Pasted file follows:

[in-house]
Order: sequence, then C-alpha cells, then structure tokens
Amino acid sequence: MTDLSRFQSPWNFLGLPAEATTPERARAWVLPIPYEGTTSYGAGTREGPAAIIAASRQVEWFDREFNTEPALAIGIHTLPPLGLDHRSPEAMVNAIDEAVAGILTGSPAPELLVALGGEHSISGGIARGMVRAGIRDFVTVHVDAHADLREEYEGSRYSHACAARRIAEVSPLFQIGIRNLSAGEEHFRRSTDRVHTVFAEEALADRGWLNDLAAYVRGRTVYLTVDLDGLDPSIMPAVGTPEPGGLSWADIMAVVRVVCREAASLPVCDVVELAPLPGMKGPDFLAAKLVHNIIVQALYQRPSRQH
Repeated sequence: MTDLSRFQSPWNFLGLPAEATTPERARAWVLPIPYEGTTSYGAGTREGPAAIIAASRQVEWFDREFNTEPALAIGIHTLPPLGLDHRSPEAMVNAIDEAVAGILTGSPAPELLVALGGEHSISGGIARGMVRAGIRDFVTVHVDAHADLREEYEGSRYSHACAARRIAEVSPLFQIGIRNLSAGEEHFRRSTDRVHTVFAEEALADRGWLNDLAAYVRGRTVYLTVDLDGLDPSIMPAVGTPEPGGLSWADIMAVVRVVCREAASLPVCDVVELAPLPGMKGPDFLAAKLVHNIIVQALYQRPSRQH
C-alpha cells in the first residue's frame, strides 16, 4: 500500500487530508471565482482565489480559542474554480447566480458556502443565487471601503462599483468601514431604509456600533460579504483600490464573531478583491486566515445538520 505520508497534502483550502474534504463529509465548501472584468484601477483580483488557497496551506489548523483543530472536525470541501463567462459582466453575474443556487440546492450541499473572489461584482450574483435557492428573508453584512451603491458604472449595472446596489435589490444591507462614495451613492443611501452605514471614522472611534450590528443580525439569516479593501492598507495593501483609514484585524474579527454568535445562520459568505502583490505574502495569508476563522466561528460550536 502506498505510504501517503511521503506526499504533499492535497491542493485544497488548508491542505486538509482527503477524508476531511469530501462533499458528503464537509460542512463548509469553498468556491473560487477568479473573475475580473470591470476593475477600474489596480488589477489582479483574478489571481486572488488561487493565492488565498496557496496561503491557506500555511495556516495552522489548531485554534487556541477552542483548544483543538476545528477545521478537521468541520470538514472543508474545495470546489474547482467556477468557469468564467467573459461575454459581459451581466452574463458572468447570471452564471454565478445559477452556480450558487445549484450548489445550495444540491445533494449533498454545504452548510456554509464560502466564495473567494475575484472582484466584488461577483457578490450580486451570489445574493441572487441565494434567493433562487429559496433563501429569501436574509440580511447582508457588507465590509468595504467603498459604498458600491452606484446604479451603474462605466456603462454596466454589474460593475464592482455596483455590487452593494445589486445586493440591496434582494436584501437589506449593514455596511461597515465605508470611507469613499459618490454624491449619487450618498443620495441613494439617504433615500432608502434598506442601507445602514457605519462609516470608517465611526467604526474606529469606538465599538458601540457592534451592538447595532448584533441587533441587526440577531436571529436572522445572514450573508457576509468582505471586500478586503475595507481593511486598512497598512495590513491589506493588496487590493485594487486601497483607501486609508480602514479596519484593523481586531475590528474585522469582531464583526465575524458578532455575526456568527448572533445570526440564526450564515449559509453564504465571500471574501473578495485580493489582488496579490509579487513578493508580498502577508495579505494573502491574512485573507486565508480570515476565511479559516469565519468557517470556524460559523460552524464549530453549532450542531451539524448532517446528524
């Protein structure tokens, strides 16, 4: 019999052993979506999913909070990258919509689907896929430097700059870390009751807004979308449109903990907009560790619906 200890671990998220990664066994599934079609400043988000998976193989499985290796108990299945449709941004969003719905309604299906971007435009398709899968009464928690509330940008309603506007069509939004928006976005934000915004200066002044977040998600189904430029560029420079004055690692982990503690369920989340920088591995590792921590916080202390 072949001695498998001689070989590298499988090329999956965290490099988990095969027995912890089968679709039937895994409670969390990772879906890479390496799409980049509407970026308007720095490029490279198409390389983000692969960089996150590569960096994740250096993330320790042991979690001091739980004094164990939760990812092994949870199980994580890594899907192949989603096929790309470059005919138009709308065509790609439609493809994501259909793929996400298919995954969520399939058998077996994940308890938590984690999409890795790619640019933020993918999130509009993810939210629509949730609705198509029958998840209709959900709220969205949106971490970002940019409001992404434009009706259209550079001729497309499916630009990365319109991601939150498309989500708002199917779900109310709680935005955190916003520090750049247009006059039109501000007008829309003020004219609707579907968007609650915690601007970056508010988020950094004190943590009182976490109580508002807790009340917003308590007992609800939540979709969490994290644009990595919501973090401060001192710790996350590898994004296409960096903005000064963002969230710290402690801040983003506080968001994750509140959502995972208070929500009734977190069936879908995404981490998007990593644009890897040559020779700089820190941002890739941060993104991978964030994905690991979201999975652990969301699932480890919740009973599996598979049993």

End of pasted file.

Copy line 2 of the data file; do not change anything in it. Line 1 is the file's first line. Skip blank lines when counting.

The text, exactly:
Order: sequence, then C-alpha cells, then structure tokens